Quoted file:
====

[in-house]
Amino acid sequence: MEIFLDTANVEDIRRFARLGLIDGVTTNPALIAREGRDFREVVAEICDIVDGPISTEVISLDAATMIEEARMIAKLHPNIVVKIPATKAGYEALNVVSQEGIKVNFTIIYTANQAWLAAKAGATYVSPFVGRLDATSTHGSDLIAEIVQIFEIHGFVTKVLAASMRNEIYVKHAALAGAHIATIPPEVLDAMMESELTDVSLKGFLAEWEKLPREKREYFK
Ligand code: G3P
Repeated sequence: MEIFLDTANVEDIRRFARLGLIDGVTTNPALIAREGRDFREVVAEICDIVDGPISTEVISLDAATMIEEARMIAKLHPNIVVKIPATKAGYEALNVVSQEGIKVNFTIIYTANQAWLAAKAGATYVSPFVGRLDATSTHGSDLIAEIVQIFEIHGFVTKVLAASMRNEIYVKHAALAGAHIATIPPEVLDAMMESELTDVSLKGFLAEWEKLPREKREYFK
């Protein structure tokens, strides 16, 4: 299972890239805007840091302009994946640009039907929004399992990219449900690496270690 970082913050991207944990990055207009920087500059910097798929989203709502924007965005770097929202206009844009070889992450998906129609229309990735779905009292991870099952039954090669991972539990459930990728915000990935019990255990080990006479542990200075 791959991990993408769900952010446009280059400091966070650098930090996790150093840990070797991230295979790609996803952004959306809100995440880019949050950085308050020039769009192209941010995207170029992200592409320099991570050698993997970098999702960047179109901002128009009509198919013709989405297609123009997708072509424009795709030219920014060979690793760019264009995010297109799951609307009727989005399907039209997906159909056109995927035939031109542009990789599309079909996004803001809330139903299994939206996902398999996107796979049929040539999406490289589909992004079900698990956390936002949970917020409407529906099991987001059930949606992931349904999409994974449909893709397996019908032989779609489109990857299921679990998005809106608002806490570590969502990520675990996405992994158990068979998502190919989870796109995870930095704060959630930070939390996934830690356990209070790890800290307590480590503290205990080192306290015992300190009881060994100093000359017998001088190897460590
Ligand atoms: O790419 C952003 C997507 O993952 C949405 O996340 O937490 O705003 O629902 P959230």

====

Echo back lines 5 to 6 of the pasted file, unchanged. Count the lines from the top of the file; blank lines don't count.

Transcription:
């Protein structure tokens, strides 16, 4: 299972890239805007840091302009994946640009039907929004399992990219449900690496270690 970082913050991207944990990055207009920087500059910097798929989203709502924007965005770097929202206009844009070889992450998906129609229309990735779905009292991870099952039954090669991972539990459930990728915000990935019990255990080990006479542990200075 791959991990993408769900952010446009280059400091966070650098930090996790150093840990070797991230295979790609996803952004959306809100995440880019949050950085308050020039769009192209941010995207170029992200592409320099991570050698993997970098999702960047179109901002128009009509198919013709989405297609123009997708072509424009795709030219920014060979690793760019264009995010297109799951609307009727989005399907039209997906159909056109995927035939031109542009990789599309079909996004803001809330139903299994939206996902398999996107796979049929040539999406490289589909992004079900698990956390936002949970917020409407529906099991987001059930949606992931349904999409994974449909893709397996019908032989779609489109990857299921679990998005809106608002806490570590969502990520675990996405992994158990068979998502190919989870796109995870930095704060959630930070939390996934830690356990209070790890800290307590480590503290205990080192306290015992300190009881060994100093000359017998001088190897460590
Ligand atoms: O790419 C952003 C997507 O993952 C949405 O996340 O937490 O705003 O629902 P959230």